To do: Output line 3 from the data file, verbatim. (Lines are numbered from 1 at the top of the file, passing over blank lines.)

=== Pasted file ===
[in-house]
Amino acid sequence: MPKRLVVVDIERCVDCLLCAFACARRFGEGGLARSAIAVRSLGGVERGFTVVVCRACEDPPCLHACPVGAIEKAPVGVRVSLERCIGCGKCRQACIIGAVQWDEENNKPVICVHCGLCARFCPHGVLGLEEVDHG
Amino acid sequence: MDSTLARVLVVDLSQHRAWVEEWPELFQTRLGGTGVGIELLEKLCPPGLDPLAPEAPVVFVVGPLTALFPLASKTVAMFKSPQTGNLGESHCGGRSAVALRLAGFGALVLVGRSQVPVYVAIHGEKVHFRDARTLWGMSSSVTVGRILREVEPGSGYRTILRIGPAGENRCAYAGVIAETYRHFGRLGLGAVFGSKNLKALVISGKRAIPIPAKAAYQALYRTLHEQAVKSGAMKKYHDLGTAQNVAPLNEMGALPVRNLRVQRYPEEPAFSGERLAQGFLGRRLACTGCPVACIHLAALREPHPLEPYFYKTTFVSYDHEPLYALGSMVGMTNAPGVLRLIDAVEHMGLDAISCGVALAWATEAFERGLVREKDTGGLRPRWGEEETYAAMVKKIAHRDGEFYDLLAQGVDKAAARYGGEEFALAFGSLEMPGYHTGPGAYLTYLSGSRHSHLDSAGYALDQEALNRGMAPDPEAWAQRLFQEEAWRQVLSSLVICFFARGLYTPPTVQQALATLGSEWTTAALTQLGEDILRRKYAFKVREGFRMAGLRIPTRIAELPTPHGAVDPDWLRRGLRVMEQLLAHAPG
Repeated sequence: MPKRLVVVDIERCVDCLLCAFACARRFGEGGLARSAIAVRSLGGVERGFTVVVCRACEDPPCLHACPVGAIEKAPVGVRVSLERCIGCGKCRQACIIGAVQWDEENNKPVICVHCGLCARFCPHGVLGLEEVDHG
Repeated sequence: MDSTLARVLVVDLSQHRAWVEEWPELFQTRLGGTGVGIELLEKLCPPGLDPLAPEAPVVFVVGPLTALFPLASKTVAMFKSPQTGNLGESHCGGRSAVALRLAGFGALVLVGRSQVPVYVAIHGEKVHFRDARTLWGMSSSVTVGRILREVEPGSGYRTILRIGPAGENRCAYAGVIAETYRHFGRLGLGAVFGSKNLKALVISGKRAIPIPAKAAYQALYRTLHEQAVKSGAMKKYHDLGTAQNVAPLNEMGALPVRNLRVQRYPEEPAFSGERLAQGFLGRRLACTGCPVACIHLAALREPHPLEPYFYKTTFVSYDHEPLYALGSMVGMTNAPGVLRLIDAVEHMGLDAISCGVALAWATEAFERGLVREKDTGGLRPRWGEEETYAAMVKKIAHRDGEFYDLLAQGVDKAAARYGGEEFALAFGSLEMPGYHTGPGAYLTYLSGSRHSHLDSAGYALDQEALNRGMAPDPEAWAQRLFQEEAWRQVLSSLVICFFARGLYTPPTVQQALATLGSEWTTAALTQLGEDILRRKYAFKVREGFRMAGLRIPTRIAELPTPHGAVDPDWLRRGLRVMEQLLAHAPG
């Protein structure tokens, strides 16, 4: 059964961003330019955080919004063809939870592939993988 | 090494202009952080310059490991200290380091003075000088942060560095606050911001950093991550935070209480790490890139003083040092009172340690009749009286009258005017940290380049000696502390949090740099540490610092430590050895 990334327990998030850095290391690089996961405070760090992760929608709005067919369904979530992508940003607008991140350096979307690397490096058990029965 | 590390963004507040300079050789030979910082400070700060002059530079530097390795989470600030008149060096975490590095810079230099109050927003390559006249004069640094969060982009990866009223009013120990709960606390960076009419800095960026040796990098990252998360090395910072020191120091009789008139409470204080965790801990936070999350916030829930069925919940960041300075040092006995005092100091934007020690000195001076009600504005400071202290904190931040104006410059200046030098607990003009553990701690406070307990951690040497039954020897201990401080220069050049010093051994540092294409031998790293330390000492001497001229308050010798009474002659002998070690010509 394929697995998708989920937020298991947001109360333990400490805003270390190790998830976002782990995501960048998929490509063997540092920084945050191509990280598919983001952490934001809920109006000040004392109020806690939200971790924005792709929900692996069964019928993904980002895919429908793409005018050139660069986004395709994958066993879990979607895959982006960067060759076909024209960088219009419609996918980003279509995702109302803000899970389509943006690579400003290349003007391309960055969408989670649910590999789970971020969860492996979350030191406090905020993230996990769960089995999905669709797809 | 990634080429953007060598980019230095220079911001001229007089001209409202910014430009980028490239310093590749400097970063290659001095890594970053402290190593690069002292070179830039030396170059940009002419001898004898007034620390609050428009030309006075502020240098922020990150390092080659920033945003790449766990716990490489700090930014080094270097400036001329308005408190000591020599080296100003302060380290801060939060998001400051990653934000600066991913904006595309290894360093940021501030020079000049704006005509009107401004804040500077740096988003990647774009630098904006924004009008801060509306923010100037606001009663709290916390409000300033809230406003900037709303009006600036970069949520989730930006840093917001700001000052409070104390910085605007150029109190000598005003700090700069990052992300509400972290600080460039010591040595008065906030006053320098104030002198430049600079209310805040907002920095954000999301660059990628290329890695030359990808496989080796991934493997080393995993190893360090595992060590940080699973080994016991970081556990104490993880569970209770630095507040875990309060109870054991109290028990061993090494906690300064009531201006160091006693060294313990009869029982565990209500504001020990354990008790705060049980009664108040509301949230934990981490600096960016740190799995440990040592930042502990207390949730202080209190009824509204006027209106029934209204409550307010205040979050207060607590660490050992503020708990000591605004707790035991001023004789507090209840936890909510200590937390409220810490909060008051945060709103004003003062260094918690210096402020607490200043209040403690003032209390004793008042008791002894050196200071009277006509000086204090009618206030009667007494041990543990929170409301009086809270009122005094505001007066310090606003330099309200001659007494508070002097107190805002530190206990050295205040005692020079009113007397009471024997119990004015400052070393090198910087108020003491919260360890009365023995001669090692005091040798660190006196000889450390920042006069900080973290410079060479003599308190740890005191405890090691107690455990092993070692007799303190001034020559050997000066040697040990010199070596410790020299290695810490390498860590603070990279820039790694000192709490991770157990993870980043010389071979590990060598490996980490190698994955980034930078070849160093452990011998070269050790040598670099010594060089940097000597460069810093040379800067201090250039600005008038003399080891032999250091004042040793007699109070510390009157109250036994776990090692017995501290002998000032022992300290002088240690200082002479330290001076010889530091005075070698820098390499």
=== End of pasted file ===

Amino acid sequence: MDSTLARVLVVDLSQHRAWVEEWPELFQTRLGGTGVGIELLEKLCPPGLDPLAPEAPVVFVVGPLTALFPLASKTVAMFKSPQTGNLGESHCGGRSAVALRLAGFGALVLVGRSQVPVYVAIHGEKVHFRDARTLWGMSSSVTVGRILREVEPGSGYRTILRIGPAGENRCAYAGVIAETYRHFGRLGLGAVFGSKNLKALVISGKRAIPIPAKAAYQALYRTLHEQAVKSGAMKKYHDLGTAQNVAPLNEMGALPVRNLRVQRYPEEPAFSGERLAQGFLGRRLACTGCPVACIHLAALREPHPLEPYFYKTTFVSYDHEPLYALGSMVGMTNAPGVLRLIDAVEHMGLDAISCGVALAWATEAFERGLVREKDTGGLRPRWGEEETYAAMVKKIAHRDGEFYDLLAQGVDKAAARYGGEEFALAFGSLEMPGYHTGPGAYLTYLSGSRHSHLDSAGYALDQEALNRGMAPDPEAWAQRLFQEEAWRQVLSSLVICFFARGLYTPPTVQQALATLGSEWTTAALTQLGEDILRRKYAFKVREGFRMAGLRIPTRIAELPTPHGAVDPDWLRRGLRVMEQLLAHAPG